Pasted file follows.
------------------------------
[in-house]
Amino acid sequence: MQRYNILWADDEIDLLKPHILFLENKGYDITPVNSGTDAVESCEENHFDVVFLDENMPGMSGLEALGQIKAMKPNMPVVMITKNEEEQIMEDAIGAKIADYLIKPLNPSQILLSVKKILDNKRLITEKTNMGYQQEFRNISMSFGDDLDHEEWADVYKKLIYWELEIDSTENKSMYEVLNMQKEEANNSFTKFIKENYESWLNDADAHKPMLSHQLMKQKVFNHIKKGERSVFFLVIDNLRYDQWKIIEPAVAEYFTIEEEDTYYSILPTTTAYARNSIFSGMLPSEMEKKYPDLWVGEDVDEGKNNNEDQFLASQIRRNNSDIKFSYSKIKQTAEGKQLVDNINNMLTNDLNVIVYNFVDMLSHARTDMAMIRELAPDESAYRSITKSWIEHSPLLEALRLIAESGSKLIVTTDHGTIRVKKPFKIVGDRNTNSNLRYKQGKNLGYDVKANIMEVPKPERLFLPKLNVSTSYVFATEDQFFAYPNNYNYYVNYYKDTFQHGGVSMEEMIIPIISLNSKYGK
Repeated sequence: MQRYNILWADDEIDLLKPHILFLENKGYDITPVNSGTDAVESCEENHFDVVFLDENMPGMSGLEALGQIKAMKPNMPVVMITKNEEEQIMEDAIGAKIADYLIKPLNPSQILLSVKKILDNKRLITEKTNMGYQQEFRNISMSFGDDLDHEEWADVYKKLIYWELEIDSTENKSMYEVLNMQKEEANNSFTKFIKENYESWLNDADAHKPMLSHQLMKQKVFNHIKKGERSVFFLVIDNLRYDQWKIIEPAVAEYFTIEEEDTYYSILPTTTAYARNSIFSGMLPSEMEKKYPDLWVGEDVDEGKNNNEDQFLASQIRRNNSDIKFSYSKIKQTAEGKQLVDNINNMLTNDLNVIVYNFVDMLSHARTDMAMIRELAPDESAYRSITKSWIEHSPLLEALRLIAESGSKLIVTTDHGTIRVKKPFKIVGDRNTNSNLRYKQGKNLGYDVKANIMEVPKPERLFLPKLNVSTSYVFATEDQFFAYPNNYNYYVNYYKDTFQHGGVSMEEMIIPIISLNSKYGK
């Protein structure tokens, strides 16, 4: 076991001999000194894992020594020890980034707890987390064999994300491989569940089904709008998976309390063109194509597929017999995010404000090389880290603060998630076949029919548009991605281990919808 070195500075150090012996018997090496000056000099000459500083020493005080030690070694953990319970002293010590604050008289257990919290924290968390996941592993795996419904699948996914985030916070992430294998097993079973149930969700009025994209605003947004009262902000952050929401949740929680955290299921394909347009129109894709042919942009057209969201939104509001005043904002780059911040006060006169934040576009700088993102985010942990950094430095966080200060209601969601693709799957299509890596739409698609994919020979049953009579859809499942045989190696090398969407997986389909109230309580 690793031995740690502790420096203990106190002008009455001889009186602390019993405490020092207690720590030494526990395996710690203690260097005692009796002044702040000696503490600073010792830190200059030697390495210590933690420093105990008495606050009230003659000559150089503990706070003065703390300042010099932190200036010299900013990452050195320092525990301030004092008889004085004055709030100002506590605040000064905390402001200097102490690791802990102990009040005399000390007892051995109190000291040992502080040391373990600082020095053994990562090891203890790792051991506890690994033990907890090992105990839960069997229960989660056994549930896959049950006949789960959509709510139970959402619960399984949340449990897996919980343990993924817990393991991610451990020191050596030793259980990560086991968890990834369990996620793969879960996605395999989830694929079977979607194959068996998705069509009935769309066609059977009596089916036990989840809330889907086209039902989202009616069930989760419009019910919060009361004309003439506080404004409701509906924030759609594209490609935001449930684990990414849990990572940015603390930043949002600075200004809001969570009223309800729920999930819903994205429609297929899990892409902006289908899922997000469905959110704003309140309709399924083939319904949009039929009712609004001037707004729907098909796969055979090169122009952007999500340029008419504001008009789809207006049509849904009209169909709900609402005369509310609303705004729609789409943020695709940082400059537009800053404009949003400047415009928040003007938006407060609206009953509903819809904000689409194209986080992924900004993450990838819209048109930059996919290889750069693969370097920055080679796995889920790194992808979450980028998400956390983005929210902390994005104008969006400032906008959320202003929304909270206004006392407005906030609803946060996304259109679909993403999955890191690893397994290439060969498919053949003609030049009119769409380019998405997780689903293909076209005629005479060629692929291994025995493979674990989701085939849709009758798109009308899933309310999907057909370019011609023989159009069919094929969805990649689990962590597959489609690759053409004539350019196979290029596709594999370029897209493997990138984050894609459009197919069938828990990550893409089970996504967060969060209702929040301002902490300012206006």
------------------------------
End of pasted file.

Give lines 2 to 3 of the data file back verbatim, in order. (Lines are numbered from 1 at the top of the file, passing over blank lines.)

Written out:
Amino acid sequence: MQRYNILWADDEIDLLKPHILFLENKGYDITPVNSGTDAVESCEENHFDVVFLDENMPGMSGLEALGQIKAMKPNMPVVMITKNEEEQIMEDAIGAKIADYLIKPLNPSQILLSVKKILDNKRLITEKTNMGYQQEFRNISMSFGDDLDHEEWADVYKKLIYWELEIDSTENKSMYEVLNMQKEEANNSFTKFIKENYESWLNDADAHKPMLSHQLMKQKVFNHIKKGERSVFFLVIDNLRYDQWKIIEPAVAEYFTIEEEDTYYSILPTTTAYARNSIFSGMLPSEMEKKYPDLWVGEDVDEGKNNNEDQFLASQIRRNNSDIKFSYSKIKQTAEGKQLVDNINNMLTNDLNVIVYNFVDMLSHARTDMAMIRELAPDESAYRSITKSWIEHSPLLEALRLIAESGSKLIVTTDHGTIRVKKPFKIVGDRNTNSNLRYKQGKNLGYDVKANIMEVPKPERLFLPKLNVSTSYVFATEDQFFAYPNNYNYYVNYYKDTFQHGGVSMEEMIIPIISLNSKYGK
Repeated sequence: MQRYNILWADDEIDLLKPHILFLENKGYDITPVNSGTDAVESCEENHFDVVFLDENMPGMSGLEALGQIKAMKPNMPVVMITKNEEEQIMEDAIGAKIADYLIKPLNPSQILLSVKKILDNKRLITEKTNMGYQQEFRNISMSFGDDLDHEEWADVYKKLIYWELEIDSTENKSMYEVLNMQKEEANNSFTKFIKENYESWLNDADAHKPMLSHQLMKQKVFNHIKKGERSVFFLVIDNLRYDQWKIIEPAVAEYFTIEEEDTYYSILPTTTAYARNSIFSGMLPSEMEKKYPDLWVGEDVDEGKNNNEDQFLASQIRRNNSDIKFSYSKIKQTAEGKQLVDNINNMLTNDLNVIVYNFVDMLSHARTDMAMIRELAPDESAYRSITKSWIEHSPLLEALRLIAESGSKLIVTTDHGTIRVKKPFKIVGDRNTNSNLRYKQGKNLGYDVKANIMEVPKPERLFLPKLNVSTSYVFATEDQFFAYPNNYNYYVNYYKDTFQHGGVSMEEMIIPIISLNSKYGK